The Danish government wants to introduce bio-ethanol in petrol and diesel by the end of 2007, a spokesman for the ruling Liberal Party told Danish television TV2 News on Jan. 4. The plan is part of the government's long-term energy strategy for 2025 due to be presented soon.
The government plans to add 2% bio-ethanol to petrol and diesel by the end of the year, before raising the level to 6% in 2010, according to the Liberal Party spokesman on energy issues, Lars Christian Lilleholt. "The goal is to make Denmark more 'green' and to adapt our transport sector progressively, reasonably and in a financially profitable way so that it uses more bio-fuels," he said.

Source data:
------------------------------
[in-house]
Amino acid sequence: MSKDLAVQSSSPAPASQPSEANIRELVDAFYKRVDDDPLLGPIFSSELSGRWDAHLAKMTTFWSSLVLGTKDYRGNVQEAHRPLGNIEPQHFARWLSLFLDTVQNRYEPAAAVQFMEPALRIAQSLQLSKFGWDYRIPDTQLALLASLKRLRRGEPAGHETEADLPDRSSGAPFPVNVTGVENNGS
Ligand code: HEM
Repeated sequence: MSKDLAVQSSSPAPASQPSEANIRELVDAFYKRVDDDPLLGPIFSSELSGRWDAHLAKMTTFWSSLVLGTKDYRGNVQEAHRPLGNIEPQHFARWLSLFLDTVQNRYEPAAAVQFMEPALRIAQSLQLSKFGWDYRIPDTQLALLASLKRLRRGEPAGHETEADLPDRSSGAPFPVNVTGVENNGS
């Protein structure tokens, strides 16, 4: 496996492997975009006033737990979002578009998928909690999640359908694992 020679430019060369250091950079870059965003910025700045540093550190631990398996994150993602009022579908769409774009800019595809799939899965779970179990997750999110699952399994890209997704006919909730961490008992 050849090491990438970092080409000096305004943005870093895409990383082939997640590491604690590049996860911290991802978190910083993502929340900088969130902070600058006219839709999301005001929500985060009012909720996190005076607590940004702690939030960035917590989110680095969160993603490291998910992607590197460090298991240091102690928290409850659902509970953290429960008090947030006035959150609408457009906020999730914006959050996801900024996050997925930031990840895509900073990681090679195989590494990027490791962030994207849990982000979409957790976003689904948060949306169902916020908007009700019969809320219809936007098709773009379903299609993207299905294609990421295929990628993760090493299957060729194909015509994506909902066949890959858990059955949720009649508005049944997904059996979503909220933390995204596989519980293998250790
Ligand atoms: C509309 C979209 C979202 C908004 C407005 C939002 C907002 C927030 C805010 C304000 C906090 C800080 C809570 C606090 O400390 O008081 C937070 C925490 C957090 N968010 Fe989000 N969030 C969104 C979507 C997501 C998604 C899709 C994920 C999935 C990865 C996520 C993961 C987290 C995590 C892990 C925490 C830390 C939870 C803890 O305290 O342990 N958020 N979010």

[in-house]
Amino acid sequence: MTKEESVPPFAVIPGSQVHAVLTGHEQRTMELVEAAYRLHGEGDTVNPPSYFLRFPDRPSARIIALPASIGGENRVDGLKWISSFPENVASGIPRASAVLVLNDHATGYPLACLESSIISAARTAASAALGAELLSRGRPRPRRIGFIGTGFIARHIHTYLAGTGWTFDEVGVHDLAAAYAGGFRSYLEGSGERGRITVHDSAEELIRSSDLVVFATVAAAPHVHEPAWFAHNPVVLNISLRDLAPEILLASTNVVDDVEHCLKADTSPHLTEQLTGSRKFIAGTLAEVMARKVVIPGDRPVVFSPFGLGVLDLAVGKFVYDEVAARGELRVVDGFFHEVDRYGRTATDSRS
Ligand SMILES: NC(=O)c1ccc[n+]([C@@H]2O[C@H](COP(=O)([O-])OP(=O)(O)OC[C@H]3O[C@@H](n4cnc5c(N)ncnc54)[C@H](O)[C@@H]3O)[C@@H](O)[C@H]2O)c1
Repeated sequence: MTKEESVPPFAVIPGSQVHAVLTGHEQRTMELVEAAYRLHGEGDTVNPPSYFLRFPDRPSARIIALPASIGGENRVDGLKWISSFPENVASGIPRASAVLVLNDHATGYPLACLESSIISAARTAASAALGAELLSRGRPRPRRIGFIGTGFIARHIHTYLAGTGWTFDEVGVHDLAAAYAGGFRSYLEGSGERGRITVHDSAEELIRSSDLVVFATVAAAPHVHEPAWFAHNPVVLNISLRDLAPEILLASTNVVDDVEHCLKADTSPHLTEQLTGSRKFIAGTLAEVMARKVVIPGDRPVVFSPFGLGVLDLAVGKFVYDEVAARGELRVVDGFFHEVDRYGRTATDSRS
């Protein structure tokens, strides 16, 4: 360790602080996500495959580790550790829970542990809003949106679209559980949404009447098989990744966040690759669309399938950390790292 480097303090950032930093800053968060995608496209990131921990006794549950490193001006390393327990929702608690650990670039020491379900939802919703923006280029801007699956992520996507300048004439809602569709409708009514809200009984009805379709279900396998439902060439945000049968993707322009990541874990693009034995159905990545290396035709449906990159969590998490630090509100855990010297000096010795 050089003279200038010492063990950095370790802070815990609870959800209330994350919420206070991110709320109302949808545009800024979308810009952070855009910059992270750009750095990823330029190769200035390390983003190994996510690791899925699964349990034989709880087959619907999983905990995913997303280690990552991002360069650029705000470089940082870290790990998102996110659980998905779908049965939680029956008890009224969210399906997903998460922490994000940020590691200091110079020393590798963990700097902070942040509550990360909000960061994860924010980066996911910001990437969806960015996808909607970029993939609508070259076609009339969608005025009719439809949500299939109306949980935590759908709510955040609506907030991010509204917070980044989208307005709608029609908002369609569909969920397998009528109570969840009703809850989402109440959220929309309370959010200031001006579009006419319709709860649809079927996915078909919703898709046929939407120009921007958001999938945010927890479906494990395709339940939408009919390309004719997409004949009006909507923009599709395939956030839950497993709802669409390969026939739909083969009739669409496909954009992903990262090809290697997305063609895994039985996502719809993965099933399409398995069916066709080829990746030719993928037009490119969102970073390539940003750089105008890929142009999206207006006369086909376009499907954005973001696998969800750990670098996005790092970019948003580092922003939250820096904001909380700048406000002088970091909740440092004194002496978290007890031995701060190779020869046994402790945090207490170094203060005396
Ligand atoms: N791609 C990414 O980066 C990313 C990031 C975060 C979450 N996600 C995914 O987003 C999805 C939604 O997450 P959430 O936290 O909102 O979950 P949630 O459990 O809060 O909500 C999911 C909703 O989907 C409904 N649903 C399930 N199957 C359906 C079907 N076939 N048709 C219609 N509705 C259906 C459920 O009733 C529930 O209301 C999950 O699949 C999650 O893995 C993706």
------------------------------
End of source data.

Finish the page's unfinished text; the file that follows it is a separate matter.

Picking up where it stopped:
The increased use of bio-ethanol will enable Denmark to reduce its dependence on fossil fuels, in particular from politically unstable regions, and to pursue other alternatives, such as wind power, a field where Denmark is a world leader.
The transport sector accounts for 60% of the petrol used in Denmark. The country is self-sufficient owing to its oil reserves in the North Sea, but "there will come a day when that will no longer be the case," Lilleholt said.
The Danish government had until now been opposed to the use of first generation bio-ethanol, arguing that the environmental benefits were limited and preferring to wait for the second generation of bio-ethanol currently under development.
Copyright Agence France-Presse, 2007